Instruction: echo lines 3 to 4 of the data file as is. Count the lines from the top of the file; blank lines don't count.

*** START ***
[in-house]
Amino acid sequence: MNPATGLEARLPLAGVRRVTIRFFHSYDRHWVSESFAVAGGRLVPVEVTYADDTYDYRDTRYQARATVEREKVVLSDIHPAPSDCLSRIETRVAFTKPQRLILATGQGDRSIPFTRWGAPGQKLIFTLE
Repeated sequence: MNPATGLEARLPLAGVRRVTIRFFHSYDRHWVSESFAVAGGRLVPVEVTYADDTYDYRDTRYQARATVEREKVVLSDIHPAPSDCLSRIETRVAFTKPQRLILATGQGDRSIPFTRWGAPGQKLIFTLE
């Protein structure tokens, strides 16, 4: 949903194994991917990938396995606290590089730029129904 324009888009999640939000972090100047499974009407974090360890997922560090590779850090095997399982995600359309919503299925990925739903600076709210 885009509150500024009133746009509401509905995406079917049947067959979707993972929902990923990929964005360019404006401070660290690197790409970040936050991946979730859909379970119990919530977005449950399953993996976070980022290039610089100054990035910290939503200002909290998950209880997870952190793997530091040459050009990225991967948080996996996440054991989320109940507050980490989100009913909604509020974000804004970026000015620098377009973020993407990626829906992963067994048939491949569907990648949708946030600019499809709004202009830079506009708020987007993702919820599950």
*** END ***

Repeated sequence: MNPATGLEARLPLAGVRRVTIRFFHSYDRHWVSESFAVAGGRLVPVEVTYADDTYDYRDTRYQARATVEREKVVLSDIHPAPSDCLSRIETRVAFTKPQRLILATGQGDRSIPFTRWGAPGQKLIFTLE
């Protein structure tokens, strides 16, 4: 949903194994991917990938396995606290590089730029129904 324009888009999640939000972090100047499974009407974090360890997922560090590779850090095997399982995600359309919503299925990925739903600076709210 885009509150500024009133746009509401509905995406079917049947067959979707993972929902990923990929964005360019404006401070660290690197790409970040936050991946979730859909379970119990919530977005449950399953993996976070980022290039610089100054990035910290939503200002909290998950209880997870952190793997530091040459050009990225991967948080996996996440054991989320109940507050980490989100009913909604509020974000804004970026000015620098377009973020993407990626829906992963067994048939491949569907990648949708946030600019499809709004202009830079506009708020987007993702919820599950």